Overview of React Hooks

Overview of React Hooks

In this article, we are going to go over React Hooks. This new feature is currently in the alpha stage. With React Hooks, we will be able to write functional components that have a state; no need to use a class component for state anymore!

In this article, we are going to go over React Hooks. This new feature is currently in the alpha stage. With React Hooks, we will be able to write functional components that have a state; no need to use a class component for state anymore!

Learn what's new with React Hooks. For example, use state in a functional component.

Table of Contents

  1. React Hooks
  2. What Is a "Hook"?
  3. Using React Hooks in Projects
  4. What State Looks Like Currently
  5. What State Can Look Like With React Hooks
  6. Why the Square Brackets
  7. Multiple State Hooks
  8. The Effect Hook
  9. Conclusion
React Hooks

React is constantly giving us cool new updates. Currently, in React v16.8.0-alpha.1, we have React Hooks! What if I told you Hooks got rid of the major need for class components? This new feature may make your code more concise. Don’t we all want that?

But what is all the fuss with React Hooks? Why should I stop using class components? By all means, no need to stop using them. There is no plan to get rid of class components and if the developer wants to, the transition to switch to React Hooks is going to be seamless.

What Is a "Hook"?

React Hooks are a way to "hook" into a functional component. Functional components have never been able to hold a state, but with Hooks, it gives them the power to do so now.

If we were to head over to React docs on Hooks, they said it best with:

Hooks are an upcoming feature that lets you use state and other React features without writing a class. Source

State is written in a much cleaner way and setting or updating that state can be declared in as little as one line.

Then you have lifecycle methods like componentDidMount or componentDidUpdate that will be taken care of by useEffect. Hooks are powerful, and it allows for functional components to harness that power.

Using React Hooks in Projects

Now that we have a basic understanding of what React Hooks are, are we ready to use it in our projects? To get the current version of React into your project and start using React Hooks, simply run this command in your IDE:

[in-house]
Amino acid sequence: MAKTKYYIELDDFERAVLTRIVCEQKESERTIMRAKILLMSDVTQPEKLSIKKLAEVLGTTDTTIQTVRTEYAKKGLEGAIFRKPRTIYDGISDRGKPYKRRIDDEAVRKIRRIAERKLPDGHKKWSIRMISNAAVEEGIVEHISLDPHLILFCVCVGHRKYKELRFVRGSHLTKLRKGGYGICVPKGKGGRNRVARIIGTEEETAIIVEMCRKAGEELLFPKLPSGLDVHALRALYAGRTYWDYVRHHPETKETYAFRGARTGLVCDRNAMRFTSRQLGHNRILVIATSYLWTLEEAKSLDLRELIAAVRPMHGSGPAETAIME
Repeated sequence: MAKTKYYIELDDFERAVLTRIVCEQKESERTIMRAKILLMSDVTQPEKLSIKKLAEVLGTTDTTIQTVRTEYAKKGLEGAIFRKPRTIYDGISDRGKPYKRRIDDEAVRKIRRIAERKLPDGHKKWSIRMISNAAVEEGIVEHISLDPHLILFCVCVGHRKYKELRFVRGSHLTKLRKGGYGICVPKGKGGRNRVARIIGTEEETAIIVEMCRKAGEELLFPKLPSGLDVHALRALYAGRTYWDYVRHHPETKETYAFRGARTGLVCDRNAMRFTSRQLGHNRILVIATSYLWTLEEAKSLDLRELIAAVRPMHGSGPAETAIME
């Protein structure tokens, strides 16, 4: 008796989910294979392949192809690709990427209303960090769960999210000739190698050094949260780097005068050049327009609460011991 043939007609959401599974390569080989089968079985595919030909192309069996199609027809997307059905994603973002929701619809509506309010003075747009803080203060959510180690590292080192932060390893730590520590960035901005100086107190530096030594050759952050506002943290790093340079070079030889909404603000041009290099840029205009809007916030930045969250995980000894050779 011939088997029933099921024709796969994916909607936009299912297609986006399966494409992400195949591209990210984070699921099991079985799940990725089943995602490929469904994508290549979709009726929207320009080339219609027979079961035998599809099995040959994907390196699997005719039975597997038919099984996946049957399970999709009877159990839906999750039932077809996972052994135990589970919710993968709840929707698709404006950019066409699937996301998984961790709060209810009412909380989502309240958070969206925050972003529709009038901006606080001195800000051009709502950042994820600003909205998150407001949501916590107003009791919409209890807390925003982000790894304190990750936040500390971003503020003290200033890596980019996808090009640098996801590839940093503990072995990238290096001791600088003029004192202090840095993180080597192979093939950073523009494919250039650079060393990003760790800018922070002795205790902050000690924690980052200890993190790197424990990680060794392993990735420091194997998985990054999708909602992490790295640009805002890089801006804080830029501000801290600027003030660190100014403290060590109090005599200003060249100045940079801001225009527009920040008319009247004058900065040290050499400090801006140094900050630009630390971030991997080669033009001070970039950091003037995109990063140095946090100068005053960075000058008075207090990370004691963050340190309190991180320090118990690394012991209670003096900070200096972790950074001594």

npm install -S [email protected] [email protected] 

What State Looks Like Currently

In a class component, we are able to declare state and set that state with setState We are familiar with it looking something like this:

// 24 lines of code 

import React from "react"; 
import ReactDOM from "react-dom"; 

class ClassExample extends React.Component { 
  constructor(props) { 
    super(props); 
    this.state = { 
      phrase: "My Favorite Color Is " 
    }; 
  } 

render() { 
  return ( 
  <div> 
    <p>{this.state.phrase}</p> 
    <button onClick={() => this.setState({ phrase: this.state.phrase + "Blue" })}> Reveal the Color! 
    </button> 
  </div> 
  ); 
} 
} 

ReactDOM.render(<ClassExample />, document.getElementById("root")); 

The CodeSandbox for the above code can be found here.

In this example, we are declaring our state to be the phrase, "My Favorite Color Is ". We then create a button that when clicked, activates the setState and adds on the string, "Blue" to the phrase.

The output of this component would look like this:

And once the button is clicked, we should see this:

What State Can Look Like With React Hooks

If we took that same logic from the class component, put it into a functional component, and used React Hooks instead, we could cut out a lot of lines of code. Let’s see how that would look like.

// 17 lines of code 
import React, { useState } from "react"; 
import ReactDOM from "react-dom"; 

function HooksExample() { 
  const [phrase, setPhrase] = useState("My Favorite Color Is "); 

  return ( 
    <div> 
      <p>{phrase}</p> 
      <button onClick={() => setPhrase(phrase + "Blue")}> Reveal the Color! 
      </button> 
    </div> 
  ); 
} 
ReactDOM.render(<HooksExample />, document.getElementById("root"));

The CodeSandbox for the above code can be found here.

Hooks are an upcoming feature that lets you use state and other React features without writing a class. Source

We see here that state looks different, much different. Besides the keyword useState, we don’t even see state being used at all.

In this line:

const [phrase, setPhrase] = useState("My Favorite Color Is ");&nbsp;

This is where our state is being set. The two values, phrase and setPhrase are placeholders. We also see a new feature, useState.

  1. React Hooks
  2. What Is a "Hook"?
  3. Using React Hooks in Projects
  4. What State Looks Like Currently
  5. What State Can Look Like With React Hooks
  6. Why the Square Brackets
  7. Multiple State Hooks
  8. The Effect Hook
  9. About Auth0